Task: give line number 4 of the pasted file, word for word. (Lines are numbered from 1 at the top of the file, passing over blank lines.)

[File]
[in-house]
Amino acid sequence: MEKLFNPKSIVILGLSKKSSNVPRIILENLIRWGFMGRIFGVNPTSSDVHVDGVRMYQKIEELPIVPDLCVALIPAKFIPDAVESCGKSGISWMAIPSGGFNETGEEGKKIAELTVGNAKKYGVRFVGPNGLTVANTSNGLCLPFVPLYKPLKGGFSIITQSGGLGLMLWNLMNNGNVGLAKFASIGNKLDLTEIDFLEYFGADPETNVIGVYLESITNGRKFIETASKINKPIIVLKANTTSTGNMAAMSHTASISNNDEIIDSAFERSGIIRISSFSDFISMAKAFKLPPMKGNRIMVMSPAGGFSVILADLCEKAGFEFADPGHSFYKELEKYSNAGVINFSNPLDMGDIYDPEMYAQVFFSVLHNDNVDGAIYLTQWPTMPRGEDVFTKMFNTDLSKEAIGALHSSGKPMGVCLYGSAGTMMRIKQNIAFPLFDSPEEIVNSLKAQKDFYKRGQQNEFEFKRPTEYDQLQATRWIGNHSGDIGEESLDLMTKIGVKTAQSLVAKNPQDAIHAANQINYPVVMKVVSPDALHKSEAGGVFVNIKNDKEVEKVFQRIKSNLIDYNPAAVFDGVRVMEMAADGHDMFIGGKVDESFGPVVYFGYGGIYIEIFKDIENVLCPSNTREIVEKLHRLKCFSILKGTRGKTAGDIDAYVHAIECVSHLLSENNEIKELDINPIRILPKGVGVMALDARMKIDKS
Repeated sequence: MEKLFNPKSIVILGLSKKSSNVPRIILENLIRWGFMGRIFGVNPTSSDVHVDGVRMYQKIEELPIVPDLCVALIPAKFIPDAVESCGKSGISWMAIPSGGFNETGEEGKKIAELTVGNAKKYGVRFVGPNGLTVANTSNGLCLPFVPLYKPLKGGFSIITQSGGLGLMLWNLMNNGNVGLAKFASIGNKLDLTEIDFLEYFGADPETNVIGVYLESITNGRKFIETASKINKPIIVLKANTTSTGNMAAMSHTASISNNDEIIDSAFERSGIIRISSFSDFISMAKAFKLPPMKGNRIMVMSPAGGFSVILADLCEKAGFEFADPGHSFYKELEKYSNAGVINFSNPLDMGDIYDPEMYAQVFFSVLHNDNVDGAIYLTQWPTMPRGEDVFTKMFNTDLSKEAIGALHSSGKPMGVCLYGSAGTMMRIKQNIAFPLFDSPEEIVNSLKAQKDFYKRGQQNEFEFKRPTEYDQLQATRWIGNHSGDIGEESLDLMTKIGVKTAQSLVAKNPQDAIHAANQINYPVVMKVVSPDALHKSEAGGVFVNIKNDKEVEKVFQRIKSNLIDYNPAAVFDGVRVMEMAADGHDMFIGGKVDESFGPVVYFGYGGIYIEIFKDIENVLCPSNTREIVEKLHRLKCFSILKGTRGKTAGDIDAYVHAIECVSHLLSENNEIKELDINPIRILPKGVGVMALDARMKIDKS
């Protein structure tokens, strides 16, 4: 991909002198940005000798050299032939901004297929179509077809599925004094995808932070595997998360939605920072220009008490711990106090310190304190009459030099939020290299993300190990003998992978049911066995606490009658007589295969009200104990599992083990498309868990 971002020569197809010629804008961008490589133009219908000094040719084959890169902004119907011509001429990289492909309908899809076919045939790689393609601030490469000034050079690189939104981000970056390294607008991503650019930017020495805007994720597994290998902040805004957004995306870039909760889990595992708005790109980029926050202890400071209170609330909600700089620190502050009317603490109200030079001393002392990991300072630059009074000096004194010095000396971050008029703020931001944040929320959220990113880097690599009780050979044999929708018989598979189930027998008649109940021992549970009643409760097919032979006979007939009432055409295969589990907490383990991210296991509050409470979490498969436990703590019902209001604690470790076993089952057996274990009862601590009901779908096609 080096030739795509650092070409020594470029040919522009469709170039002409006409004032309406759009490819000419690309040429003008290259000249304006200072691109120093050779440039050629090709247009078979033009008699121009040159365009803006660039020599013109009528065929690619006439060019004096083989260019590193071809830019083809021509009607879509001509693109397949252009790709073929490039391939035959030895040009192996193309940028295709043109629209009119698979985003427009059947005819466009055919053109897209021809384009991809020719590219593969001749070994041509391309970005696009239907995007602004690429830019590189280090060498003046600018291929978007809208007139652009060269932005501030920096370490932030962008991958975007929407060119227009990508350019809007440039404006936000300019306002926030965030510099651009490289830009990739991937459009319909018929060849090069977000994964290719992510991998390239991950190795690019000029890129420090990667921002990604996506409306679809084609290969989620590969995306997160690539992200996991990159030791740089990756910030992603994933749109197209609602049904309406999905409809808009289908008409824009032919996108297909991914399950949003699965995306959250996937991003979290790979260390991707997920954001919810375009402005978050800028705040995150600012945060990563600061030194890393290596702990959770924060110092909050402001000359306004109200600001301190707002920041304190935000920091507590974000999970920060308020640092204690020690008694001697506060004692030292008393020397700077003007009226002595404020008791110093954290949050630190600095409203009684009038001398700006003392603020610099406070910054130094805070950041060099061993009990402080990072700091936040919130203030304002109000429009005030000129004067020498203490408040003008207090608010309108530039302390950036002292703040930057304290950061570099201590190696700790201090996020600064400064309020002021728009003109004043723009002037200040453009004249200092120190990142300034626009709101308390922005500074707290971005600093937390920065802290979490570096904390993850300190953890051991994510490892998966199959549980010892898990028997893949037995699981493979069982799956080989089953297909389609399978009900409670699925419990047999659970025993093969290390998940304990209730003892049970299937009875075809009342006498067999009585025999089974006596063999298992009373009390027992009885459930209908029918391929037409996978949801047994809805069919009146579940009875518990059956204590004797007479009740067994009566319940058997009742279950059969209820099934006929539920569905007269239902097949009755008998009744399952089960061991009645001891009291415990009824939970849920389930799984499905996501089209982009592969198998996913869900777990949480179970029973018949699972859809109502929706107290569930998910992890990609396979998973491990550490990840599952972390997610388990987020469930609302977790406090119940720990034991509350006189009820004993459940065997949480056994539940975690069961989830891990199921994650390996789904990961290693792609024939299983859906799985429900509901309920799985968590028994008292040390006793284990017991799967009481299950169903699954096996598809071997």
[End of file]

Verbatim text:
């Protein structure tokens, strides 16, 4: 991909002198940005000798050299032939901004297929179509077809599925004094995808932070595997998360939605920072220009008490711990106090310190304190009459030099939020290299993300190990003998992978049911066995606490009658007589295969009200104990599992083990498309868990 971002020569197809010629804008961008490589133009219908000094040719084959890169902004119907011509001429990289492909309908899809076919045939790689393609601030490469000034050079690189939104981000970056390294607008991503650019930017020495805007994720597994290998902040805004957004995306870039909760889990595992708005790109980029926050202890400071209170609330909600700089620190502050009317603490109200030079001393002392990991300072630059009074000096004194010095000396971050008029703020931001944040929320959220990113880097690599009780050979044999929708018989598979189930027998008649109940021992549970009643409760097919032979006979007939009432055409295969589990907490383990991210296991509050409470979490498969436990703590019902209001604690470790076993089952057996274990009862601590009901779908096609 080096030739795509650092070409020594470029040919522009469709170039002409006409004032309406759009490819000419690309040429003008290259000249304006200072691109120093050779440039050629090709247009078979033009008699121009040159365009803006660039020599013109009528065929690619006439060019004096083989260019590193071809830019083809021509009607879509001509693109397949252009790709073929490039391939035959030895040009192996193309940028295709043109629209009119698979985003427009059947005819466009055919053109897209021809384009991809020719590219593969001749070994041509391309970005696009239907995007602004690429830019590189280090060498003046600018291929978007809208007139652009060269932005501030920096370490932030962008991958975007929407060119227009990508350019809007440039404006936000300019306002926030965030510099651009490289830009990739991937459009319909018929060849090069977000994964290719992510991998390239991950190795690019000029890129420090990667921002990604996506409306679809084609290969989620590969995306997160690539992200996991990159030791740089990756910030992603994933749109197209609602049904309406999905409809808009289908008409824009032919996108297909991914399950949003699965995306959250996937991003979290790979260390991707997920954001919810375009402005978050800028705040995150600012945060990563600061030194890393290596702990959770924060110092909050402001000359306004109200600001301190707002920041304190935000920091507590974000999970920060308020640092204690020690008694001697506060004692030292008393020397700077003007009226002595404020008791110093954290949050630190600095409203009684009038001398700006003392603020610099406070910054130094805070950041060099061993009990402080990072700091936040919130203030304002109000429009005030000129004067020498203490408040003008207090608010309108530039302390950036002292703040930057304290950061570099201590190696700790201090996020600064400064309020002021728009003109004043723009002037200040453009004249200092120190990142300034626009709101308390922005500074707290971005600093937390920065802290979490570096904390993850300190953890051991994510490892998966199959549980010892898990028997893949037995699981493979069982799956080989089953297909389609399978009900409670699925419990047999659970025993093969290390998940304990209730003892049970299937009875075809009342006498067999009585025999089974006596063999298992009373009390027992009885459930209908029918391929037409996978949801047994809805069919009146579940009875518990059956204590004797007479009740067994009566319940058997009742279950059969209820099934006929539920569905007269239902097949009755008998009744399952089960061991009645001891009291415990009824939970849920389930799984499905996501089209982009592969198998996913869900777990949480179970029973018949699972859809109502929706107290569930998910992890990609396979998973491990550490990840599952972390997610388990987020469930609302977790406090119940720990034991509350006189009820004993459940065997949480056994539940975690069961989830891990199921994650390996789904990961290693792609024939299983859906799985429900509901309920799985968590028994008292040390006793284990017991799967009481299950169903699954096996598809071997």